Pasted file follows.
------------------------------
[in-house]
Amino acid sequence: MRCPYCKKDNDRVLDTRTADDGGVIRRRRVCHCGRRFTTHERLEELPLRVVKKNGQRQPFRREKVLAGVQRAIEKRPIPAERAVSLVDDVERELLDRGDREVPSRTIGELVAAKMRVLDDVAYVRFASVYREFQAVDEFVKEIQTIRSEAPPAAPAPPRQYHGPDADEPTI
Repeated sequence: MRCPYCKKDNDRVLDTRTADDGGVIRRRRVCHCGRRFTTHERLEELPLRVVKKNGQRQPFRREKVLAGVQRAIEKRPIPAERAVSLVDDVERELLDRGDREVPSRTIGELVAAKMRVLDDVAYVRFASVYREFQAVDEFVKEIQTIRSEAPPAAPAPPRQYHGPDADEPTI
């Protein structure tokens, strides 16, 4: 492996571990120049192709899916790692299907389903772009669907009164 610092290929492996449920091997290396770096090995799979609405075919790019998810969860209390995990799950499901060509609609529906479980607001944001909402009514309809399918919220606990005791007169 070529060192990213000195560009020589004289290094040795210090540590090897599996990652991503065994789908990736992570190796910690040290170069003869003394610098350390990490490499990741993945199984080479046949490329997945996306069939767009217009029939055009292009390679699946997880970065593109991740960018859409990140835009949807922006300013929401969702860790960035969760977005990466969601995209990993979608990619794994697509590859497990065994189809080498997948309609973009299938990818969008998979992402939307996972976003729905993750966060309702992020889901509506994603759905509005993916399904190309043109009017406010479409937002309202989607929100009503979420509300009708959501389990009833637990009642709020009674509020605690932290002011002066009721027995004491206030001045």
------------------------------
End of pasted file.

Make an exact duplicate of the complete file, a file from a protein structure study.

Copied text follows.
[in-house]
Amino acid sequence: MRCPYCKKDNDRVLDTRTADDGGVIRRRRVCHCGRRFTTHERLEELPLRVVKKNGQRQPFRREKVLAGVQRAIEKRPIPAERAVSLVDDVERELLDRGDREVPSRTIGELVAAKMRVLDDVAYVRFASVYREFQAVDEFVKEIQTIRSEAPPAAPAPPRQYHGPDADEPTI
Repeated sequence: MRCPYCKKDNDRVLDTRTADDGGVIRRRRVCHCGRRFTTHERLEELPLRVVKKNGQRQPFRREKVLAGVQRAIEKRPIPAERAVSLVDDVERELLDRGDREVPSRTIGELVAAKMRVLDDVAYVRFASVYREFQAVDEFVKEIQTIRSEAPPAAPAPPRQYHGPDADEPTI
């Protein structure tokens, strides 16, 4: 492996571990120049192709899916790692299907389903772009669907009164 610092290929492996449920091997290396770096090995799979609405075919790019998810969860209390995990799950499901060509609609529906479980607001944001909402009514309809399918919220606990005791007169 070529060192990213000195560009020589004289290094040795210090540590090897599996990652991503065994789908990736992570190796910690040290170069003869003394610098350390990490490499990741993945199984080479046949490329997945996306069939767009217009029939055009292009390679699946997880970065593109991740960018859409990140835009949807922006300013929401969702860790960035969760977005990466969601995209990993979608990619794994697509590859497990065994189809080498997948309609973009299938990818969008998979992402939307996972976003729905993750966060309702992020889901509506994603759905509005993916399904190309043109009017406010479409937002309202989607929100009503979420509300009708959501389990009833637990009642709020009674509020605690932290002011002066009721027995004491206030001045």